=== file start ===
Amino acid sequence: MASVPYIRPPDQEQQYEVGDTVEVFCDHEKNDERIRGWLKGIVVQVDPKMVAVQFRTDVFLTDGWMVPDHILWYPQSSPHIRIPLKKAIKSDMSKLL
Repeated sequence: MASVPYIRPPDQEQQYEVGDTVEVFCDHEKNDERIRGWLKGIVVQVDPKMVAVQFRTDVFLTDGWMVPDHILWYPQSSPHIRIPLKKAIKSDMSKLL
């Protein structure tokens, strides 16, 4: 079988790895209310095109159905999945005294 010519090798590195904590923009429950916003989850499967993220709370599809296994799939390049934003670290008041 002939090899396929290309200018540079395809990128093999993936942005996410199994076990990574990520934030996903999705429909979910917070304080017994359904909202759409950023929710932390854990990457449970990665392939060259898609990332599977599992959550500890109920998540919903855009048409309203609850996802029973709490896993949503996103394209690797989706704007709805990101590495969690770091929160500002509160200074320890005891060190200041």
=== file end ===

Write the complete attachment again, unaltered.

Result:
Amino acid sequence: MASVPYIRPPDQEQQYEVGDTVEVFCDHEKNDERIRGWLKGIVVQVDPKMVAVQFRTDVFLTDGWMVPDHILWYPQSSPHIRIPLKKAIKSDMSKLL
Repeated sequence: MASVPYIRPPDQEQQYEVGDTVEVFCDHEKNDERIRGWLKGIVVQVDPKMVAVQFRTDVFLTDGWMVPDHILWYPQSSPHIRIPLKKAIKSDMSKLL
């Protein structure tokens, strides 16, 4: 079988790895209310095109159905999945005294 010519090798590195904590923009429950916003989850499967993220709370599809296994799939390049934003670290008041 002939090899396929290309200018540079395809990128093999993936942005996410199994076990990574990520934030996903999705429909979910917070304080017994359904909202759409950023929710932390854990990457449970990665392939060259898609990332599977599992959550500890109920998540919903855009048409309203609850996802029973709490896993949503996103394209690797989706704007709805990101590495969690770091929160500002509160200074320890005891060190200041």